As the cherished relic of first-person shooters, maintaining balance in CS:GO is vital to ensure the game remains at the top of the eSports food chain. Strategic decisions are a huge part the game play; the choice of gun is a keystone variable in coming out victorious. The wrong gun bought at the wrong time could prove catastrophic, for every in-game scenario there is an optimal weapon of choice, an ideal solution to every question, but if you start adding too many right answers, you’re staring down the barrel of a meltdown.
No game publisher wants to stand by and allow their flagship game to deteriorate due to a lack of innovation – Valve are no exception to this rule. With the CS:GO Winter Update of 2015, Valve moved to introduce an additional element of strategic diversity to the game; an opportunity for players to experiment with new strategies – so began the nightmare that was the R8 Revolver.
The R8 revolver was without doubt the most godlike weapon in the game, a handgun that struck fear into even the best of players, no-one was underestimating its power
master. Initially, Valve’s innovation was appreciated by the player base, who had never experienced a new weapon in CS:GO, but it soon became apparent that the gun was ludicrously overpowered: 115 damage to anywhere on the body regardless of armor. Valve had literally implemented a one-shot golden gun, or as it quickly became known “The Pocket AWP”.
Looks like fun right? Wrong.
The gun was so broken, that in the then-upcoming ESL tournament, organisers were forced to use a version of the game which did not include the R8. The CS:GO community quickly grabbed their torches and pitchforks and demanded Valve either nerfed the gun or take it out of the game altogether. After the odd death-threat or two, Valve quickly nerfed the gun only three days later by bringing the damage output down from 115 to 86 and making the trigger pull a bit longer at 0.4 seconds. The nerf triggered a lower and lower percentage of players using the R8 Revolver and switching back to the trusty Desert Eagle. The nightmare was finally over.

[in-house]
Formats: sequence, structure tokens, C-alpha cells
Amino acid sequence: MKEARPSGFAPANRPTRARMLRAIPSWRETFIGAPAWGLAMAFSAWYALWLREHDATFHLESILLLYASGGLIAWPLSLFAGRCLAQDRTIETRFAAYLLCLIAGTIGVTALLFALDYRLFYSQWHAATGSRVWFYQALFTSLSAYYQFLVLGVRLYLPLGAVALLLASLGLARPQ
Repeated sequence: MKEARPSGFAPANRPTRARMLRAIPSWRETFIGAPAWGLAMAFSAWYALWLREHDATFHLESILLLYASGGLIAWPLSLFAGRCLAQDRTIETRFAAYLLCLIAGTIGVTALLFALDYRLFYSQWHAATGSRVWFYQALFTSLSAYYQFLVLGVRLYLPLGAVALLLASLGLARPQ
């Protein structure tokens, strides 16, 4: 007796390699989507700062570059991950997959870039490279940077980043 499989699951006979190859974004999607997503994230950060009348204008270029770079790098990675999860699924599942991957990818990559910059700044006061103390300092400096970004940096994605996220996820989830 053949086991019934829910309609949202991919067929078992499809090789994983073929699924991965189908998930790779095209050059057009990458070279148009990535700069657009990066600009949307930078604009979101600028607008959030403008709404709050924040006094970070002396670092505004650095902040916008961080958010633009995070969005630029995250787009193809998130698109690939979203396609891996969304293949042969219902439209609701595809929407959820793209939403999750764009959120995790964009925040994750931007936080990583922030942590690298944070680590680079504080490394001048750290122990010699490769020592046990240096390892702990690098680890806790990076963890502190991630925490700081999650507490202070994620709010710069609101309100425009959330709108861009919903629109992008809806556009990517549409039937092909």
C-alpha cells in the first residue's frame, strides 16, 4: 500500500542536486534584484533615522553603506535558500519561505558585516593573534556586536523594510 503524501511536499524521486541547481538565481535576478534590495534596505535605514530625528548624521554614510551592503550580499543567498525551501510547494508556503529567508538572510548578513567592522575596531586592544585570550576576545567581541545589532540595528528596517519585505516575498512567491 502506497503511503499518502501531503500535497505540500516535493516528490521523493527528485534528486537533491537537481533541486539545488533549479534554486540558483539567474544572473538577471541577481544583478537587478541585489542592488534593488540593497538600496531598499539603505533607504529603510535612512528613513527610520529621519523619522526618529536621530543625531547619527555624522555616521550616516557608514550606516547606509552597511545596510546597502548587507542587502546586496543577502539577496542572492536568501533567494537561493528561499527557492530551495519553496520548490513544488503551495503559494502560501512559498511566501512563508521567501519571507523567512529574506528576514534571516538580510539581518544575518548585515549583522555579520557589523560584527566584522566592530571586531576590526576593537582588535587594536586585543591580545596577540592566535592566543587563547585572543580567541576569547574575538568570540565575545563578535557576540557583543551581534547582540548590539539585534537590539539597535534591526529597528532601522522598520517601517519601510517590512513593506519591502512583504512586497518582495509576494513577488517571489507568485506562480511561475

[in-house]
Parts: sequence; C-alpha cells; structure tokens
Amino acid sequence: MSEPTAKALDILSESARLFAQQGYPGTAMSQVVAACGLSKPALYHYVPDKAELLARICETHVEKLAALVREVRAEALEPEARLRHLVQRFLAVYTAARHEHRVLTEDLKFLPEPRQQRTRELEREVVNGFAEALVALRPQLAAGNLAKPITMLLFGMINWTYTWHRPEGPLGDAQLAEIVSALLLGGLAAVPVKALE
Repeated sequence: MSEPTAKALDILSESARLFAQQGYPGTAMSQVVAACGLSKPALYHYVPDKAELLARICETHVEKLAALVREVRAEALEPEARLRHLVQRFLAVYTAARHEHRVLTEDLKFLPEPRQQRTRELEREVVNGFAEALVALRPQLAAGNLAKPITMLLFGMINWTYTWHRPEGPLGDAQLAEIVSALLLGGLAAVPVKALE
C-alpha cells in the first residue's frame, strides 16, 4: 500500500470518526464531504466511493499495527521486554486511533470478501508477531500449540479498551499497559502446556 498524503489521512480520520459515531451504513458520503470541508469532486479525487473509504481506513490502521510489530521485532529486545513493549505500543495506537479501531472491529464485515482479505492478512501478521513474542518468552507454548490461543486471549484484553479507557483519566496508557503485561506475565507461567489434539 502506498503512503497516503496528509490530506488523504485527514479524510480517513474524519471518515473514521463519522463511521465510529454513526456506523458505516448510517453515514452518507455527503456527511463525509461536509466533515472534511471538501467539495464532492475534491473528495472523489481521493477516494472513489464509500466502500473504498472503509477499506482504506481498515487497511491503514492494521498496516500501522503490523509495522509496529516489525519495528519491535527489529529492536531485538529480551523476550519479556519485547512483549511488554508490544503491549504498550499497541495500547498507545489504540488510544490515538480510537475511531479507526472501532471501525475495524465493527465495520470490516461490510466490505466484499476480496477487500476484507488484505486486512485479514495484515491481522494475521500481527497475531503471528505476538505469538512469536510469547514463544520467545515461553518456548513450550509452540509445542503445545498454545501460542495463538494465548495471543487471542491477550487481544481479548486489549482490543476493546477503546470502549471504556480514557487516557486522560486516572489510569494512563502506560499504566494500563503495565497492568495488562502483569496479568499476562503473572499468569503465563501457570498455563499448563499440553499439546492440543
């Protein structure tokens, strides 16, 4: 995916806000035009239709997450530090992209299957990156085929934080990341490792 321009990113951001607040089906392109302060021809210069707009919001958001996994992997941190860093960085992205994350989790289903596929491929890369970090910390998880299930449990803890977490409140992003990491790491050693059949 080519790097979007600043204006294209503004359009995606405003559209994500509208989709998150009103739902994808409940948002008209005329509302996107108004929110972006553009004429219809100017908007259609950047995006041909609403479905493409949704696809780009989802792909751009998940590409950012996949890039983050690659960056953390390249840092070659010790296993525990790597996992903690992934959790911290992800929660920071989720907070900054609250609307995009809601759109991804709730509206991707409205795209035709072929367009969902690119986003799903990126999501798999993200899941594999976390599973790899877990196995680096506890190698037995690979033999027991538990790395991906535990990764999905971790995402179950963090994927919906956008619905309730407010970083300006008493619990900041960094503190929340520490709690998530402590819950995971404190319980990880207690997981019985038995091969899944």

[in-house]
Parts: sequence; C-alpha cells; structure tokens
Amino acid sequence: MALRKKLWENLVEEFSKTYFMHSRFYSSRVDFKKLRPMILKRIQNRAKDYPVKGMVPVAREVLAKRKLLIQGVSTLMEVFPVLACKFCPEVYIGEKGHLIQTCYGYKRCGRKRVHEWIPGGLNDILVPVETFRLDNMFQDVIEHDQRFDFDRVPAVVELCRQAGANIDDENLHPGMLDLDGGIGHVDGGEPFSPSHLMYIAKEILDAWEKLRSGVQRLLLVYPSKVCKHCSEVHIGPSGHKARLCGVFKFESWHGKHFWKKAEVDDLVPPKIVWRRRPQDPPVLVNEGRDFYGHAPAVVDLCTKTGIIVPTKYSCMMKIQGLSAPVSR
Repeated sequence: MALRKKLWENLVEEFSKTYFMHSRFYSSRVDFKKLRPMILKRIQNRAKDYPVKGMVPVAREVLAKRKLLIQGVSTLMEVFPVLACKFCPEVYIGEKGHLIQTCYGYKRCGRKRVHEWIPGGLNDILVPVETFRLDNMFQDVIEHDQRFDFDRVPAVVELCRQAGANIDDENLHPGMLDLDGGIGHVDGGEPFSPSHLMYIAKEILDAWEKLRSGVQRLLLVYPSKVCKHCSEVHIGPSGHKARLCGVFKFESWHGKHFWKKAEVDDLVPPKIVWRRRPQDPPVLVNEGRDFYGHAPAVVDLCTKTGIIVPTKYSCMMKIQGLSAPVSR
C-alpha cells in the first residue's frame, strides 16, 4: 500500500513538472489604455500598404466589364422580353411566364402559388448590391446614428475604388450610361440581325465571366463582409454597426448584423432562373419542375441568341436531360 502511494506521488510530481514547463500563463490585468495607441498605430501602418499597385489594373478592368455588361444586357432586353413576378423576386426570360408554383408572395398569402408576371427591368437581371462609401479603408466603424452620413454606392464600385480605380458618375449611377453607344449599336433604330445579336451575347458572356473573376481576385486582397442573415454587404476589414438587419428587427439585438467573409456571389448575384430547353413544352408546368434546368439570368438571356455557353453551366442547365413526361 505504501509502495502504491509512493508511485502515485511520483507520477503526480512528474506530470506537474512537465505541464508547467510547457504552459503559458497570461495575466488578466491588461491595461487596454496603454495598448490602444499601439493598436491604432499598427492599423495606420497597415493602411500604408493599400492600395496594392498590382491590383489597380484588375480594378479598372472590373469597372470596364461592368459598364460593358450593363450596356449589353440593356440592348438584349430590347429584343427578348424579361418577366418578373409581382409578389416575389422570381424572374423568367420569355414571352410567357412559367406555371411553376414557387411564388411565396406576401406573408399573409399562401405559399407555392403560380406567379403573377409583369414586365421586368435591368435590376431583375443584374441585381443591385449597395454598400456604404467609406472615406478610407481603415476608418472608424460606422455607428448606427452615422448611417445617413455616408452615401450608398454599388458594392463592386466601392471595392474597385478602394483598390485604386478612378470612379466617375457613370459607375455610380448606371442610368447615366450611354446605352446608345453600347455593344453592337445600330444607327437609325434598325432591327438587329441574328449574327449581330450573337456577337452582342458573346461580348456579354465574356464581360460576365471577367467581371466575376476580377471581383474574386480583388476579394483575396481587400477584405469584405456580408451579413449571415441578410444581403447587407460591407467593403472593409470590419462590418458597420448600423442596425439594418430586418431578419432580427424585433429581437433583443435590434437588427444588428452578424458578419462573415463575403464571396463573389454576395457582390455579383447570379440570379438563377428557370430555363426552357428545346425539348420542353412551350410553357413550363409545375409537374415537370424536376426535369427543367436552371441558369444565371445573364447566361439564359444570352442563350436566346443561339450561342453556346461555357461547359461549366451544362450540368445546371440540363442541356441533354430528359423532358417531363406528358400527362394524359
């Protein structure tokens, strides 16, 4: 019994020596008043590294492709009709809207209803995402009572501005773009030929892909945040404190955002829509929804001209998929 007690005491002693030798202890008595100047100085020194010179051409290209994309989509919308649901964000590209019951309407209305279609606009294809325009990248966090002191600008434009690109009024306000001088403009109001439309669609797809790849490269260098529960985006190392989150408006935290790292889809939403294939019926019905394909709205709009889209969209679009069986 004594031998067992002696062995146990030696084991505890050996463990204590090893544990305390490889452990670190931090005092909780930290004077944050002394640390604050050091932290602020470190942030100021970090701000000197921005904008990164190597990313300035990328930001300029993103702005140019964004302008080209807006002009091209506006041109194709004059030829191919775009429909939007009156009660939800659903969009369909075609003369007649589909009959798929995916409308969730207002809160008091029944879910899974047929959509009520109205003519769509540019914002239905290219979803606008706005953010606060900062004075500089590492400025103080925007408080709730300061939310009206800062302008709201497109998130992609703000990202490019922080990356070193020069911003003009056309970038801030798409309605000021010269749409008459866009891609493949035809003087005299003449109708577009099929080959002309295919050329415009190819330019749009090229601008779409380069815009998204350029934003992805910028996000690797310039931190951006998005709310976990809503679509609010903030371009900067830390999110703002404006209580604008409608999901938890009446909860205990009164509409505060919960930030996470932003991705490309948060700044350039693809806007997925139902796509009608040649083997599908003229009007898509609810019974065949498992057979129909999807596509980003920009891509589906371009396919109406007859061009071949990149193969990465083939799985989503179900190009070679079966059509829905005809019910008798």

In its current state, CS:GO is the eSports equivalent of a delicate eco-system, the addition of any new weapons have more potential to do harm than good. The weapons in CS:GO have very established roles in regards to where and when they should be used, as well as their counters. Introducing new weapons would severely cripple current strategies for both pro teams and the casual scrub wanting to rush B.
It’s never as straight-forward as simply adding a new weapon, other weapons would need to also be adjusted in order to make the new weapon viable – it’s like holding the fragile element Potassium in your hands, you don’t try adding anything to it unless you’re prepared for a volatile reaction. Without adjusting every other weapon, the new weapon would be either so underpowered or useless that it has no place in the game, or it would be exactly like another weapon. Which begs the question, why bother adding a new weapon in the first place?
CS:GO is as close an an FPS can come to being perfect. If Valve were to add new weapons every time they wanted to spice things up, it would become increasingly difficult to maintain the games’ delicate balance. CS:GO is an esteemed eSport not a game that just adds a plethora of new weapons just so they look nice, that’s for the casual Call of Duty player. If Valve really wants to continuously revamp Counter-Strike, then they need to keep it simple. Hint: no-one has ever complained because “There are too many cool new maps to play on” .